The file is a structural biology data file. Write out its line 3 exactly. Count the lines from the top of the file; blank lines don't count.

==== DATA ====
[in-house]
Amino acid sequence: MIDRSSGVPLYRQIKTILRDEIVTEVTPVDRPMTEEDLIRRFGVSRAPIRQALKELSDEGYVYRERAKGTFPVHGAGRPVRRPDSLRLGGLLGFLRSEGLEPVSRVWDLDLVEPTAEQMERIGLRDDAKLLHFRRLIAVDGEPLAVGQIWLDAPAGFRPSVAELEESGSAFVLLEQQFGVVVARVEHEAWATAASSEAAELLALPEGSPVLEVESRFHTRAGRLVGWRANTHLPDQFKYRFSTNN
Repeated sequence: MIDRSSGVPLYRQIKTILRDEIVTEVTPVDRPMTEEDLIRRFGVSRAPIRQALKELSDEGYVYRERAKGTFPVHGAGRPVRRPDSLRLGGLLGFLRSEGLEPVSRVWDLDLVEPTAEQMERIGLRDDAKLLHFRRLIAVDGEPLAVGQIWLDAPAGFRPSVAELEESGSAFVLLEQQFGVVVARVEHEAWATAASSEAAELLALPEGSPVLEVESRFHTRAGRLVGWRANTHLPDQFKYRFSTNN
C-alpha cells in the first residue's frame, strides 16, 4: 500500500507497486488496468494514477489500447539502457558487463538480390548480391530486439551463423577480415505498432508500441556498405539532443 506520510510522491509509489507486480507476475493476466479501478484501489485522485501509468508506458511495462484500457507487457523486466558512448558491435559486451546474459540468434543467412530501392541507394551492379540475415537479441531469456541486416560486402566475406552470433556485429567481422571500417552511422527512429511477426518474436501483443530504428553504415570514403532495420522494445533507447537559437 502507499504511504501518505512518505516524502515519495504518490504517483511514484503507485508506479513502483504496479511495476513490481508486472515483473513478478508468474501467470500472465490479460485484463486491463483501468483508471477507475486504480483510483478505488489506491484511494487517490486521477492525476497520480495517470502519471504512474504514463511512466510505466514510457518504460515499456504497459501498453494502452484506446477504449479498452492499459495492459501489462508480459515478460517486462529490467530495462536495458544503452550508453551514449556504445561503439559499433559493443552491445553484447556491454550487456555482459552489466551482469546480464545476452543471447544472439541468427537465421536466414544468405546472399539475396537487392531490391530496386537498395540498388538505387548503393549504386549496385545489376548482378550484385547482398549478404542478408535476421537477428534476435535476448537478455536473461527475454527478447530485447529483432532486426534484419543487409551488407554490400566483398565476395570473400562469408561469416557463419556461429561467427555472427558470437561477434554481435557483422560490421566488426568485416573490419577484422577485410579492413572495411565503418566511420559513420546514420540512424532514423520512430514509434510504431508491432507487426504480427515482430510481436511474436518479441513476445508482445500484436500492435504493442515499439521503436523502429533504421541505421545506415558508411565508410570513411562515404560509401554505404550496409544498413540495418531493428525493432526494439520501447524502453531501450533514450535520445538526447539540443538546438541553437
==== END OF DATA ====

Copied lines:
Repeated sequence: MIDRSSGVPLYRQIKTILRDEIVTEVTPVDRPMTEEDLIRRFGVSRAPIRQALKELSDEGYVYRERAKGTFPVHGAGRPVRRPDSLRLGGLLGFLRSEGLEPVSRVWDLDLVEPTAEQMERIGLRDDAKLLHFRRLIAVDGEPLAVGQIWLDAPAGFRPSVAELEESGSAFVLLEQQFGVVVARVEHEAWATAASSEAAELLALPEGSPVLEVESRFHTRAGRLVGWRANTHLPDQFKYRFSTNN